Could a carbon-loving super-crop be the solution to sustainable living?
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Irish film-maker Steve Barron began considering his contribution to the world on reaching an important milestone. “I had turned 60 and had a new granddaughter,” he says, “which is when I really started to focus on what I wanted to leave behind me.”
Best known for having directed some of the most famous music videos of the ’80s, including Michael Jackson’s “Billie Jean”, and for his work on TV series such as The Durrells, he felt a strong urge to do his bit for the environment. When a friend mentioned hemp, the fast-growing, carbon dioxide-consuming super-crop so versatile it is being explored as a building material, Barron became a convert. In 2016, he bought a smallholding in the Cambridgeshire countryside, turning more than 50 acres of farmland over to hemp-growing (the plant can absorb 15 tonnes of CO2 per hectare). He commissioned architect Paloma Gormley of Practice Architecture to help design his house, ensuring it was built on the footprint of the old barn it replaced with a similar, albeit contemporary, aesthetic that would blend into the surrounding countryside.
A factory in Leicestershire was able to strip the tough outer fibres of the hemp plants, revealing their woody core, which was mixed with lime and sand to form Hempcrete cast into 8ft by 4ft panels to build the walls of the three-bedroom house. The building was then clad in a weatherproof mixture of the outer fibres of the plants and resin, pressed into a corrugated pattern to mimic the metal of the former barn. It took a year to construct Margent Farm, which was completed in 2019, when the filmmaker’s daughter and her young family moved in.
Barron is now working with researchers from Cambridge University to develop applications for natural fibres such as hemp, which is increasingly being used in the housebuilding industry. Hemp blocks and panels require far less energy to manufacture than materials such as concrete and they act as an excellent insulator. Margent Farm is warm in winter, cool in summer and requires minimal power (which is provided by a mix of solar and wind power and a biomass boiler) to run. “It’s so quiet and peaceful,” Barron says. “You feel a sense of wellness just being there.”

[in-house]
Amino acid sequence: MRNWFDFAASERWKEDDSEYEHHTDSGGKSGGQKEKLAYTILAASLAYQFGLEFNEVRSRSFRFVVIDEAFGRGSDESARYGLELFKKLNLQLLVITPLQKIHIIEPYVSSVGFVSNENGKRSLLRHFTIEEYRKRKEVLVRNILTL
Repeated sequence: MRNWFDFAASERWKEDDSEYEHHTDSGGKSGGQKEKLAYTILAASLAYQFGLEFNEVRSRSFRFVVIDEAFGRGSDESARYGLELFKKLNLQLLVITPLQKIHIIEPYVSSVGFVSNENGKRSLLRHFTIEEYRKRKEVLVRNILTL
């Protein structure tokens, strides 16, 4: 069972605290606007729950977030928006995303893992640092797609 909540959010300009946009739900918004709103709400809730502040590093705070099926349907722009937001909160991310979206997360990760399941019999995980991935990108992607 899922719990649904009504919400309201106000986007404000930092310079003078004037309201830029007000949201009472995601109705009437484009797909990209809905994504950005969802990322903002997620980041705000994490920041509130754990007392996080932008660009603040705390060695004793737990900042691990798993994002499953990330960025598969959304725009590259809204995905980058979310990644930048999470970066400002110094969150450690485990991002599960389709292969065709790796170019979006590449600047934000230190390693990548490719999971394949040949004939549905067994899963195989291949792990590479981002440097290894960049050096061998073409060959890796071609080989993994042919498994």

Prototype hemp homes like Margent Farm are becoming increasingly popular. A few miles west of the centre of Oxford, Knight Frank is offering a five-bedroom family home built with hemp concrete, panels and bricks (and timber) for £1.6mn. The house is a sizeable 3,630sq ft and was originally designed by the architect John Pardey for HAB Housing, the sustainability-focused developer founded by the television presenter Kevin McCloud.
Andrés Stebelski of Mexico- and Europe-based AS Arquitecto believes it is impossible to view architecture “without acknowledging that everything comes from nature”. As he says: “From our earliest beginnings we’ve built using materials available around us.” His design for Casa Carpinos in Mexico City puts this into practice: a family home conceived as a 5,000-plus sq ft brutalist box punctured by grey-framed windows, it is coated in a natural clay stucco that lends the exterior a soft and textured earth-toned finish. “I like the mix of very clean lines and the fact you can see the hand of the person who built the house in the clay,” he says.
Ancient building techniques are also used in Morocco where modern builders are increasingly returning to traditional materials such as kabash and adobe (mud bricks) because they are naturally fire resistant, energy efficient and durable. At the palm-fringed oasis of Palmeraie, on the outskirts of Marrakech, the technique informs the design of the lavish mansions, where the brick walls are covered in a coating of earth and lime in the manner of adobe bricks (Villa A – a 9,688sq ft house with five bedrooms, a 115ft swimming lake and views of the Atlas Mountains – is on sale at Stella Gallery, POA).